Does hypocrisy have to be deliberate? Is it right to use the label when someone isn’t even aware of glaring discrepancy between profession and practice?
There are people who engage in conscious, contrived hypocrisy. A calculated two-facedness that parades itself, cynically exploiting others, callously furthering self-interest—this is simply reprehensible. One name that comes to mind from the world of American fiction is the name of Elmer Gantry. Gantry is a travelling preacher who professes allegiance to the gospel but who behaves deliberately in a manner that contradicts the gospel, regards people as suckers, and furthers his promiscuous agenda. Any such person who does this in real life properly arouses our disgust.
Yet there’s also a discrepancy between profession and practice where the discrepancy isn’t intentional, isn’t cynically exploitative, and isn’t knowingly self-serving. Think of Peter in the court yard as his master is being tried and he is identified as being one of Jesus followers; he didn’t set out to deceive. Fear has as a way of distorting thinking and bending people into a shape no one would recognize. Ignorance can be another source of discrepancy. A person raised in is a prejudicial household absorb unconsciously these prejudices. All of us have blind spots and until they are pointed out we are blind to them. Further all of us have a vulnerable spot that temptation finds so readily. Each of us has an Achilles heel. Temptation doesn’t “hook” us all in exactly the same place, but temptation hooks us unusually easily in some place. We aren’t all spiritually vulnerable in the same place; but we’re all spiritually vulnerable some place.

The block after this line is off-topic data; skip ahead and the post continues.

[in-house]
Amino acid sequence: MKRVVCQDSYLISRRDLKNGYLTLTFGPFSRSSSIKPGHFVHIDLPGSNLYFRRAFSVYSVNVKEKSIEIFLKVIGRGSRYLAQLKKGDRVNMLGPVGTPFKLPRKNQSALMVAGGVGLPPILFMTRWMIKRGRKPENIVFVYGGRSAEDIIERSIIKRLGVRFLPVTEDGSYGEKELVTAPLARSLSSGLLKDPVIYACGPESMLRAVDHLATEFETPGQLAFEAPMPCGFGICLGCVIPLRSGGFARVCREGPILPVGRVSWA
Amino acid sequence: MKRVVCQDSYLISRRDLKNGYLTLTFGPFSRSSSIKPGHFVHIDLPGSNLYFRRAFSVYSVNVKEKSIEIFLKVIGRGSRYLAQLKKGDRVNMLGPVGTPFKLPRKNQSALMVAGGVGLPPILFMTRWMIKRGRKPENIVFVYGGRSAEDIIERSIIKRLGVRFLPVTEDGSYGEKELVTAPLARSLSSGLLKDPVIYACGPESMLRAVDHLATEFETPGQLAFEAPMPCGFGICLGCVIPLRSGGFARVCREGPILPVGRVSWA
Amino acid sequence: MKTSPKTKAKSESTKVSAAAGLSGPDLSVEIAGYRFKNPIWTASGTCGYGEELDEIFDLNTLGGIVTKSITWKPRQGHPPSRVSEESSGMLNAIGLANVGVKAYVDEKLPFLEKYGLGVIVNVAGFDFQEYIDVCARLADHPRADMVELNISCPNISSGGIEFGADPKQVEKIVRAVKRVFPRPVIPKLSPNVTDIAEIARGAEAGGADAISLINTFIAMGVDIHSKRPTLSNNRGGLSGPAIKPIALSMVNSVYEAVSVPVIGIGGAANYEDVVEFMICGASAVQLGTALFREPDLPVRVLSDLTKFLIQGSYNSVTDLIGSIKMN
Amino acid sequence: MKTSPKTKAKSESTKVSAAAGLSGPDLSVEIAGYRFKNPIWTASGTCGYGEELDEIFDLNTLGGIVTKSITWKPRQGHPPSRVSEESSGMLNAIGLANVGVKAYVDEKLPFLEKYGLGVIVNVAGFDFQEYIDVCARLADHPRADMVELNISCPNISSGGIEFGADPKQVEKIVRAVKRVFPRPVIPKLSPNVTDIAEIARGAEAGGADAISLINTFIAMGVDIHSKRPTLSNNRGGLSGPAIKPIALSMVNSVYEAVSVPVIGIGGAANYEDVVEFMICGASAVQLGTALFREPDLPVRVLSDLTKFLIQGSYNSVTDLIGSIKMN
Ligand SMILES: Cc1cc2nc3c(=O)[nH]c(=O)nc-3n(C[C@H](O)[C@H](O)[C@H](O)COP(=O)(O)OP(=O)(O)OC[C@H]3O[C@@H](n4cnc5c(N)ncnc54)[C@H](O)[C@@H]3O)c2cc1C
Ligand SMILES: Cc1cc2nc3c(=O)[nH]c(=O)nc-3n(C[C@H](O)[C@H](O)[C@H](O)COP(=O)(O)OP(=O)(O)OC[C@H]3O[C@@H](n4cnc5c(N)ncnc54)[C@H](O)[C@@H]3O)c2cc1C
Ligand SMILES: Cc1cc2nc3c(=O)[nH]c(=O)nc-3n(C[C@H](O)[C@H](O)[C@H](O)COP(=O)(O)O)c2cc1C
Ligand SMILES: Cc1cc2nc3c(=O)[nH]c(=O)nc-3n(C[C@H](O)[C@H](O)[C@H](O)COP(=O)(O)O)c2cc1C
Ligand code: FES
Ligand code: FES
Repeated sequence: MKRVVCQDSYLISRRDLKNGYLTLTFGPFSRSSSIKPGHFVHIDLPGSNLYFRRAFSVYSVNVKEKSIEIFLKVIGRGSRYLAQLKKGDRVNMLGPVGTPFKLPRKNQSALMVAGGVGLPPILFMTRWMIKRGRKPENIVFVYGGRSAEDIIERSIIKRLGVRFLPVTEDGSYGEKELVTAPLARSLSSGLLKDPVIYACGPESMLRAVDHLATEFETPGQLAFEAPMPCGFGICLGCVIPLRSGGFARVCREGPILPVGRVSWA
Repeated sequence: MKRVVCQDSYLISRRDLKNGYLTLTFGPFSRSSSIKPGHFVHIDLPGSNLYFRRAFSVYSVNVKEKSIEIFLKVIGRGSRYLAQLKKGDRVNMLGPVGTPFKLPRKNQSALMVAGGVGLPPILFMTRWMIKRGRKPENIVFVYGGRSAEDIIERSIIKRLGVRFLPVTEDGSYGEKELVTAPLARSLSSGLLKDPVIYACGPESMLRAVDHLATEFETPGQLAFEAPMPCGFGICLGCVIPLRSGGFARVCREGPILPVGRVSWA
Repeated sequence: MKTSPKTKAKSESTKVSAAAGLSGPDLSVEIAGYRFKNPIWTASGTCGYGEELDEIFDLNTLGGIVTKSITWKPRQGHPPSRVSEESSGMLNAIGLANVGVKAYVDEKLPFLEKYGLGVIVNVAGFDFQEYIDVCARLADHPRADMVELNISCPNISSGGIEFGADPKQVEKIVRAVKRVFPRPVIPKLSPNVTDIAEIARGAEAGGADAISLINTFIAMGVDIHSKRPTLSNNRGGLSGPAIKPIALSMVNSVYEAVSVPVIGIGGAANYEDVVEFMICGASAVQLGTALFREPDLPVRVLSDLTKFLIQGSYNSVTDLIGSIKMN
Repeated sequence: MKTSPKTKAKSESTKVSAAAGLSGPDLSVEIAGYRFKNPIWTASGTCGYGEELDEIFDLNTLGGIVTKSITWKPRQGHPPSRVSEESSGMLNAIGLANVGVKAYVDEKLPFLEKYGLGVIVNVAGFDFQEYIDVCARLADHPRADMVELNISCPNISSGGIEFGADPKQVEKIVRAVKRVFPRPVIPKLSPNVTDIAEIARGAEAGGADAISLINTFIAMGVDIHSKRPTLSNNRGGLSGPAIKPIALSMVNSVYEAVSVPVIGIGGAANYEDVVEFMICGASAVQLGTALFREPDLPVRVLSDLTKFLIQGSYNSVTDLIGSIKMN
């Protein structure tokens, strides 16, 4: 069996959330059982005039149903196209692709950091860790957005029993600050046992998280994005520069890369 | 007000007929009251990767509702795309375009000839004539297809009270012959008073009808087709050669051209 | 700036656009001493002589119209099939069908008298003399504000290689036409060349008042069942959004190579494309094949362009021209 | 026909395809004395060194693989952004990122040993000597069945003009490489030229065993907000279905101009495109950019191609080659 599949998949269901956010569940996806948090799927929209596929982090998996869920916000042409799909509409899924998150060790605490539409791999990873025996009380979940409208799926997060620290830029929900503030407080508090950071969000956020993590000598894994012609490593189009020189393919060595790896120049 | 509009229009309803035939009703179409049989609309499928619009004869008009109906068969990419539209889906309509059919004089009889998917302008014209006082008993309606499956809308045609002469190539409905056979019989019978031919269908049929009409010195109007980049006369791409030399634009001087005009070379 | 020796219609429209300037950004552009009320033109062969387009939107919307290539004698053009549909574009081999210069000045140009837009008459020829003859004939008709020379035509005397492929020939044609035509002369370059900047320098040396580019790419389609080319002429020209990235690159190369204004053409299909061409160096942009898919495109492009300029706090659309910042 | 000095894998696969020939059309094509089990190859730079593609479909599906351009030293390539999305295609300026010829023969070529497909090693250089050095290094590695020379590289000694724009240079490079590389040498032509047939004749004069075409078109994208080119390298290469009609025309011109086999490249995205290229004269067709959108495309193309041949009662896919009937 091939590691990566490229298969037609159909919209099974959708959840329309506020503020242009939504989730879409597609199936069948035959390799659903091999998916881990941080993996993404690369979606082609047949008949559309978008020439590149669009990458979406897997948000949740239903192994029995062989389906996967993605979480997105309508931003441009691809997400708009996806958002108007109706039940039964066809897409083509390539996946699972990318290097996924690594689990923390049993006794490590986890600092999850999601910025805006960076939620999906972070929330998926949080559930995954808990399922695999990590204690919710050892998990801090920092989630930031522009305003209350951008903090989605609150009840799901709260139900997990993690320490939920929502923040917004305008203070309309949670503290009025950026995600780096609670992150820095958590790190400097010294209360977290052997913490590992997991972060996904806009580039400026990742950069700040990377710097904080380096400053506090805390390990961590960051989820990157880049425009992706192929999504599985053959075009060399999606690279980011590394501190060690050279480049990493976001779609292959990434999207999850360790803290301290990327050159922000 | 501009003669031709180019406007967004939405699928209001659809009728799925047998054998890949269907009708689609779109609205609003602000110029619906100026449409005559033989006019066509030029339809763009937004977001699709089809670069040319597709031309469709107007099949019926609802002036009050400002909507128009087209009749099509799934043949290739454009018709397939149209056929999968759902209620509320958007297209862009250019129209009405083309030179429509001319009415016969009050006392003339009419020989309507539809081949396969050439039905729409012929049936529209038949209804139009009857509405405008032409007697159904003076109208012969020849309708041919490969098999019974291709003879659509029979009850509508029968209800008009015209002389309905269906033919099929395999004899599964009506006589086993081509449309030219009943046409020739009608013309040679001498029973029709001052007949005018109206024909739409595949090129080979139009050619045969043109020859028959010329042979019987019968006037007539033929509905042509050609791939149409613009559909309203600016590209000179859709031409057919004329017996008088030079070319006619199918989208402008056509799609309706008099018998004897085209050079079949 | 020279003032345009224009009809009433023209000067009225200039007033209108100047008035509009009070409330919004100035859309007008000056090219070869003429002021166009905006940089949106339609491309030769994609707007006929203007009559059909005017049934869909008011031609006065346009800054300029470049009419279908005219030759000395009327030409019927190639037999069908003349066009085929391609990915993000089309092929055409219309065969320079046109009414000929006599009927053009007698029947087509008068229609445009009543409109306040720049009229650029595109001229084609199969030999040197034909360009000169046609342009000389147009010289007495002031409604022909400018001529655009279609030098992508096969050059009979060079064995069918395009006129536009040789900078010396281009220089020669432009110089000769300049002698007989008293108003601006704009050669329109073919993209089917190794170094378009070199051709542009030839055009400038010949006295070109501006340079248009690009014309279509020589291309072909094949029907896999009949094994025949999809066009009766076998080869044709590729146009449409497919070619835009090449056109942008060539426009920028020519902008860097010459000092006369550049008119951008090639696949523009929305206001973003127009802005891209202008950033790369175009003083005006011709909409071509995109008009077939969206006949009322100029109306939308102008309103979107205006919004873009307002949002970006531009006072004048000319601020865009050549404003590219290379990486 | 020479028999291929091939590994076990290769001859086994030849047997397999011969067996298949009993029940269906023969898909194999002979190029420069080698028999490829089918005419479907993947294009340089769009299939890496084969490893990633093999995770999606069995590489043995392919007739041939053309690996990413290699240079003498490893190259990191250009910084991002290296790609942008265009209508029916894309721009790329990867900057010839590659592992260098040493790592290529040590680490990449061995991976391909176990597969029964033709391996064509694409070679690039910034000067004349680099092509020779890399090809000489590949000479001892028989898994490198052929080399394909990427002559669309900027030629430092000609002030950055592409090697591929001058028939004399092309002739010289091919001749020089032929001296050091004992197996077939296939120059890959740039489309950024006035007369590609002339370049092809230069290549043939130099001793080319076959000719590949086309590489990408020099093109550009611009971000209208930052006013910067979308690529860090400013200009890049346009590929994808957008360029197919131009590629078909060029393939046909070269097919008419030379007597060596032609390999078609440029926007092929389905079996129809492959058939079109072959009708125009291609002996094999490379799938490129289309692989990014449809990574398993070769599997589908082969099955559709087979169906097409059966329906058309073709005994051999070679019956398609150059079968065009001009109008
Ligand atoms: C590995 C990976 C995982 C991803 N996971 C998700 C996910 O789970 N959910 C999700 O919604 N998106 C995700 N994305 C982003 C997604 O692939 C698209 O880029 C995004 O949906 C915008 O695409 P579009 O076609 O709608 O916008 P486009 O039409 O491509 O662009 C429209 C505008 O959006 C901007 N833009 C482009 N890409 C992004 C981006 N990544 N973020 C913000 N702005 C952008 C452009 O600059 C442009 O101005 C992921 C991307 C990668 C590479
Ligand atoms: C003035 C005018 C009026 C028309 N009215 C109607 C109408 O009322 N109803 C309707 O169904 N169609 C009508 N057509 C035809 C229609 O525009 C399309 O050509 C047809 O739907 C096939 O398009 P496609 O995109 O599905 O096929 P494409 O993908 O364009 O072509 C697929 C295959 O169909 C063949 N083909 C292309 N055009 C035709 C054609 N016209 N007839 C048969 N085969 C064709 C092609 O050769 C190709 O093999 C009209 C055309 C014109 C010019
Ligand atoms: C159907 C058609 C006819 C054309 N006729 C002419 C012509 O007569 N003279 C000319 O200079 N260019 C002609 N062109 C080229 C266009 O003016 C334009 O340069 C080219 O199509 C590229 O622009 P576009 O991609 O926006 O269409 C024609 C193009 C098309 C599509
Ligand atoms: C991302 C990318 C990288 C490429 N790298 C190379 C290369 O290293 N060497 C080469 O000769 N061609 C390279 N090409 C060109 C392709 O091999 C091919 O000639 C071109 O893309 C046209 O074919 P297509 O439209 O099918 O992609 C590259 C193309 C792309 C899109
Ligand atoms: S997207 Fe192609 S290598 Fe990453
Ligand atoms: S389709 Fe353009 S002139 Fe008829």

The Los Angeles times article (above) that pointed out that lying was “fairly universal” is not a surprise to the believer. We aren’t going to deny the darkness that lurks within us. We admit that sometimes our residual perversity surfaces and our practices do not match our profession.
2. When I hear God’s pronouncements through Isaiah of the fast that he chooses I know that I am called to live a life where profession is matched by practise. “Is not this the fast that I choose: to loose the bonds of injustice, to undo the thongs of the yoke, to let the oppressed go free, and to break every yoke? Is it not to share your bread with the hungry, and bring the homeless poor into your house; when you see the naked, to cover them, and not to hide yourself from your own kin?” The fast that is the starting point for the prophet is the Day of Atonement. The fast God is calling to mind is the year of jubilee (Leviticus 25:9-10) when “the trumpet is sounded” and “liberty is proclaimed throughout the land.” The God of Israel had liberated them; thus a faith in him required the same of them in their practices.